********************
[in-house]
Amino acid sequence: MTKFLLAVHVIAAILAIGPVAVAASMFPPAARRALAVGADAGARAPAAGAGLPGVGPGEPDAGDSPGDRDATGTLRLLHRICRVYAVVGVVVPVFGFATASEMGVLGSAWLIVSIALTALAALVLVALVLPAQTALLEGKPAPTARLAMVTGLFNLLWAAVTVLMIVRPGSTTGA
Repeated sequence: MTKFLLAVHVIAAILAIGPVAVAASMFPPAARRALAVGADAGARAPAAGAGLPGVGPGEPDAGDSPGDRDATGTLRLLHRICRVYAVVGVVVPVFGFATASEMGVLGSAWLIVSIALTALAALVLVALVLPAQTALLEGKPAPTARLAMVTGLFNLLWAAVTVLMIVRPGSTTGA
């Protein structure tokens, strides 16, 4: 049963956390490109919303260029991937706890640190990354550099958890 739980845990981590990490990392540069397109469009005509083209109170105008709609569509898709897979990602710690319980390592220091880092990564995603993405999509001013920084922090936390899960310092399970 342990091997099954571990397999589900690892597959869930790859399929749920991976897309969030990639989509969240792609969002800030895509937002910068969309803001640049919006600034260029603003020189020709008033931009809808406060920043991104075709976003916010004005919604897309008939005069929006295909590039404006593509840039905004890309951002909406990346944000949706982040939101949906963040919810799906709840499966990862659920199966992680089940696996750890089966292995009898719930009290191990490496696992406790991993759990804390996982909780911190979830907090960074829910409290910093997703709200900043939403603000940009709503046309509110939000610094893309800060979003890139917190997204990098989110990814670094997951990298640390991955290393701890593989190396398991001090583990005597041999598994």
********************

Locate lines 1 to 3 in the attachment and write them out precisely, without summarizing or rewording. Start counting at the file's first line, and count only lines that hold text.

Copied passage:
[in-house]
Amino acid sequence: MTKFLLAVHVIAAILAIGPVAVAASMFPPAARRALAVGADAGARAPAAGAGLPGVGPGEPDAGDSPGDRDATGTLRLLHRICRVYAVVGVVVPVFGFATASEMGVLGSAWLIVSIALTALAALVLVALVLPAQTALLEGKPAPTARLAMVTGLFNLLWAAVTVLMIVRPGSTTGA
Repeated sequence: MTKFLLAVHVIAAILAIGPVAVAASMFPPAARRALAVGADAGARAPAAGAGLPGVGPGEPDAGDSPGDRDATGTLRLLHRICRVYAVVGVVVPVFGFATASEMGVLGSAWLIVSIALTALAALVLVALVLPAQTALLEGKPAPTARLAMVTGLFNLLWAAVTVLMIVRPGSTTGA